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I have stumbled upon the phrase "What does who want?" which puzzles me. Its unusualness makes me doubt.

  • I have been told it is used just as "What does he want?", with [who] replacing [he] when we don't know who we are addressing, but that is unclear to me. Is it the same than "Who wants what"?
  • Grammatically, where is the subject and which is the interrogative pronoun? Does it become a double question which we expect two answers? Which answer is expected (what + who)?

Can you enlighten me about the different cases we ought use it? Is it formal written english?

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It's grammatical. As you say, it's unusual. To the point of being quirky, so I'd avoid it in a formal register. The classic misdemeanour in these parts is in a test in '1066 and All That': Who wrote what on whose what? –  Edwin Ashworth Jun 4 at 19:37

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No, this is not the same as “Who wants what?”. “Who wants what?” is what you would ask if you have several things that you want to give to several people—you are asking which of the people present would like to have which of the things you have to give. Does Person A want Thing 1 and Person B want Thing 2? Or does Person A want Thing 2, and Person B Thing 1?

“What does who want?”, on the other hand, is more limited. It is a repetition of a question that you did not hear properly when someone else asked it, as in the following conversation in a bar with some background noise:

— “I’ll go up to the bar and get us some drinks while they’re in the bathroom. What does Jim want?”
— Sorry, what? I didn’t catch that last bit; what does who want?
— Jim. What does Jim want?
— Oh. Rum and coke, I think.

The main thing being asked is who?, since that is the part that Person B did not hear clearly the first time around. The rest is simply being repeated verbatim in order to show Person A how much of the sentence was actually heard and how much was missed.

Grammatically, the subject is who and the object is what. This is the same as in “Who wants what?”, where who is also the subject and what the object. Usually, when there’s an interrogative pronoun in the sentence, that is moved to the head of the clause (no matter what part of the clause it is), and subject-auxiliary inversion takes place. However, when there are two interrogative pronouns (as here, both subject and object), the default consequence is that no inversion takes place: they kind of ‘cancel each other out’.

As with interrogative pronouns, you can emphasise them by moving them to their underlying, non-inverted slot in the clause:

What does he want? [fronted interrogative object, subject-auxiliary inversion, no emphasis]
He wants what? [interrogative in object position, no inversion, emphasis on interrogative]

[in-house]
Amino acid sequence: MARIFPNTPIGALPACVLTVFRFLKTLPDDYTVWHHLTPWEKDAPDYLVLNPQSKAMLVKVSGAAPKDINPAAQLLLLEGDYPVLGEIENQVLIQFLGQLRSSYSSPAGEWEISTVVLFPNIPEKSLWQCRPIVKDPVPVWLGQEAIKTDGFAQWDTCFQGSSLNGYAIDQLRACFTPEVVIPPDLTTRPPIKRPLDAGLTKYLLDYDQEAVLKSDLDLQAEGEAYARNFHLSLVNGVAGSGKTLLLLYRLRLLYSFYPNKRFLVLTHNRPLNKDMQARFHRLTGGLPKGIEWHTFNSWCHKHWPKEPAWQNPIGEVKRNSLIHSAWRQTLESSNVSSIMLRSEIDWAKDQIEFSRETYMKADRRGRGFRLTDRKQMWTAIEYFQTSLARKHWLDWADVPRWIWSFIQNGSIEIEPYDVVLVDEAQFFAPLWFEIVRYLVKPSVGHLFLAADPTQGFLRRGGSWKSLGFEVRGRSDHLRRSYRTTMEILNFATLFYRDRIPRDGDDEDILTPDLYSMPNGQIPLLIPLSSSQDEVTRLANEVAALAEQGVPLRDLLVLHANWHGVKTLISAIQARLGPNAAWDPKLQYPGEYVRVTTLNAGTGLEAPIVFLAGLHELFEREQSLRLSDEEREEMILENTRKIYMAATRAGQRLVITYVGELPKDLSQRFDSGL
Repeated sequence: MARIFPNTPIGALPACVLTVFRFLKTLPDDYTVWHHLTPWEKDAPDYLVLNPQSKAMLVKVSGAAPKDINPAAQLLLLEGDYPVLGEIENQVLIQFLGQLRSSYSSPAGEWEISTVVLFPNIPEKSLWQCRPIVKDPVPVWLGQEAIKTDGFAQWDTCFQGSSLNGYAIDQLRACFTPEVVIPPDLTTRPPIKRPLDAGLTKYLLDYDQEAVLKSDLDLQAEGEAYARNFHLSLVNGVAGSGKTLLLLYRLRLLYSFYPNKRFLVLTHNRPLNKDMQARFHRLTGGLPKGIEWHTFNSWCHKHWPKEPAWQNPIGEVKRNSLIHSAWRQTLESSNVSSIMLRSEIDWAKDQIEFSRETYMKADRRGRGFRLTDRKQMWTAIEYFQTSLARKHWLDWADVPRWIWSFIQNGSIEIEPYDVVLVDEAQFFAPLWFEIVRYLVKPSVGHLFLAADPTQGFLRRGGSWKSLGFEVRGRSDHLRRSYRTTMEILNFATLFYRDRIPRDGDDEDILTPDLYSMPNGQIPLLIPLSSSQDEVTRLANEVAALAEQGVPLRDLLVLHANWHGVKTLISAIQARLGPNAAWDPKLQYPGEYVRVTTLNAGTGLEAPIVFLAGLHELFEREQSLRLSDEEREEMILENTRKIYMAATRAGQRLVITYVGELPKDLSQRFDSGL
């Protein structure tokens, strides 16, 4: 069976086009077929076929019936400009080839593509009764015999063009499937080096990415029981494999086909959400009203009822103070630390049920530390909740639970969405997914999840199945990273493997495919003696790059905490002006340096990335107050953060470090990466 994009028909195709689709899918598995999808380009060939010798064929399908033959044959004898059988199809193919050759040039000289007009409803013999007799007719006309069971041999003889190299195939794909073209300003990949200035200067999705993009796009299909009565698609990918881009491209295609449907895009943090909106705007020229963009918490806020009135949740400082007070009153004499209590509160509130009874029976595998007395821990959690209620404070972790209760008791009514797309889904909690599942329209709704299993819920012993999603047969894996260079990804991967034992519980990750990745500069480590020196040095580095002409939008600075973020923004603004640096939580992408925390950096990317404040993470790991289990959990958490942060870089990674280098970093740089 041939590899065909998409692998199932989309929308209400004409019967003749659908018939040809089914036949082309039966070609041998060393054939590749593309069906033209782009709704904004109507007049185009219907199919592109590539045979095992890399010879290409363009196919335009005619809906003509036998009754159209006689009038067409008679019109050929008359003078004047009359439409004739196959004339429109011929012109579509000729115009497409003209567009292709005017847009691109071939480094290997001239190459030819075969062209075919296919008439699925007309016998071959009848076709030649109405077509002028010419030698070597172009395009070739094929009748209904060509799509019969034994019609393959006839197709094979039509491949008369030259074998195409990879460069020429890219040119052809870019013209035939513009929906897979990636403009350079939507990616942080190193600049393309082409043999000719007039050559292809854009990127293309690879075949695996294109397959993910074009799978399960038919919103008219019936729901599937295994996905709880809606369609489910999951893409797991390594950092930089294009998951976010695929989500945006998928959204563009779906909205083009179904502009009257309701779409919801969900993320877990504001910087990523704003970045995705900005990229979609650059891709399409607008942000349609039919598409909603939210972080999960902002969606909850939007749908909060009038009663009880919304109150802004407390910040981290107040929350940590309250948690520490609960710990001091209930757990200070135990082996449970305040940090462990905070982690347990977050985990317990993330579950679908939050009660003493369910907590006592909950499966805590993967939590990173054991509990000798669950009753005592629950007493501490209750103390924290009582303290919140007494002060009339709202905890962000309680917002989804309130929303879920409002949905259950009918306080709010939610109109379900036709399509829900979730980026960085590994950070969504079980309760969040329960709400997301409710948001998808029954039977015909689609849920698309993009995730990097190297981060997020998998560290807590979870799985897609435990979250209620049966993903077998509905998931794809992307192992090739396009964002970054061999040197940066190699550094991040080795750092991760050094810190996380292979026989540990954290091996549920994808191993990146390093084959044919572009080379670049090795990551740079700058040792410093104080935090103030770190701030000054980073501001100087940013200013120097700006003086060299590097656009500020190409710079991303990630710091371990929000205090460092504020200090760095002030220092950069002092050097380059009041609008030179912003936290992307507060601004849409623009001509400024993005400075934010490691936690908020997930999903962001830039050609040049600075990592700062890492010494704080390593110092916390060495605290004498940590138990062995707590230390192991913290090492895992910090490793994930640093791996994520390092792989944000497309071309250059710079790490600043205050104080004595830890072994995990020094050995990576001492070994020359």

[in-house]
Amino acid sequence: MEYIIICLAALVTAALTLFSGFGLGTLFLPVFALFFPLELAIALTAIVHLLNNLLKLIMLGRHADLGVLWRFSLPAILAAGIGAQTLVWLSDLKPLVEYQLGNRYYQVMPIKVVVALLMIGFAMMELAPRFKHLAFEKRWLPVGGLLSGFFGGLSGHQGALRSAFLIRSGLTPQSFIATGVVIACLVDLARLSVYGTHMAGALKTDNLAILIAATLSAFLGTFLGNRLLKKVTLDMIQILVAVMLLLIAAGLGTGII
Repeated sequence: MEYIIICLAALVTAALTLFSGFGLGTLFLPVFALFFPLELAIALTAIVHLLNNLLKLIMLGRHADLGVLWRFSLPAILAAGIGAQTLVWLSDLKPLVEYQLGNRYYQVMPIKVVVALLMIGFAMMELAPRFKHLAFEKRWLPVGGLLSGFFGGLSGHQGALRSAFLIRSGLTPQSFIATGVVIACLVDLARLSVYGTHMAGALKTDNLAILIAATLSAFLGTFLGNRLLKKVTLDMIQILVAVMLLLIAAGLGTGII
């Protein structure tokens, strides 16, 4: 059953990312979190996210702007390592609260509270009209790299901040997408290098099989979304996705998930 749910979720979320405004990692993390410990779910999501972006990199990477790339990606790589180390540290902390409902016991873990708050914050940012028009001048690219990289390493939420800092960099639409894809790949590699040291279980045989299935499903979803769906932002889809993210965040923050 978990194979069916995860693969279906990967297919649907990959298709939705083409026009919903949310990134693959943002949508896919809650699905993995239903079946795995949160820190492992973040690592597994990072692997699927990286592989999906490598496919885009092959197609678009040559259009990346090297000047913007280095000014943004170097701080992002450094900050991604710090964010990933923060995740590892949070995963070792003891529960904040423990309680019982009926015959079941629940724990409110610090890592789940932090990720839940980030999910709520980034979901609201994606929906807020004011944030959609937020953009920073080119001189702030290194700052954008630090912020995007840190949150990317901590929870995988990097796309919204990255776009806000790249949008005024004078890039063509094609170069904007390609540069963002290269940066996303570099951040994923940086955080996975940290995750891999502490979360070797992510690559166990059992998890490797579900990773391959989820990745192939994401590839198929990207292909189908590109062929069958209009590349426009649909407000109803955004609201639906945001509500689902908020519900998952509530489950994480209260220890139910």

This is also the case when there are two interrogatives. But the ‘underlying’ position in the clause when there are two interrogatives is a bit more complex, because when you move one interrogative to where it’s ‘supposed’ to be, there’s still another interrogative left that’s fronted. So in order to emphasise one of two interrogatives, you have to move it to the place where it would be in a clause with subject-auxiliary inversion where another element is fronted.

If the element you want to emphasise is the subject, that means the ‘emphatic position’ is after the auxiliary (because of subject-auxiliary inversion). If it’s the object, it is after the main verb (as normally).

John wants beer. [plain]
Who wants beer? [int. subj, no inversion, no emphasis]
What does John want? [int. obj, S-A inversion, no emphasis]
John wants what? [int. obj, no inversion, emphasised obj]
Who wants what? [int. subj + obj, no inversion, no emphasis]
What does who want? [int. subj + obj, S-A inversion, emphasised subj]
Who wants what? [int. subj + obj, no inversion, emphasised obj]

(The last sentence is similar to the one you’re asking about here, except the question Person B didn’t hear might have been something like “Who wants chocolate?”, with ‘chocolate’ being the word Person B couldn’t hear clearly.)

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My first thought was that "What does who want?" is a response to another question, such as "What does he/she want?" or "What do they want?" I'm not sure if that's covered in your analysis. –  Rupe Jun 5 at 0:17
    
Same thing, basically, just with a twist—it’s still a repetition of another question, only the reason for substituting the subject is different. –  Janus Bahs Jacquet Jun 5 at 0:20

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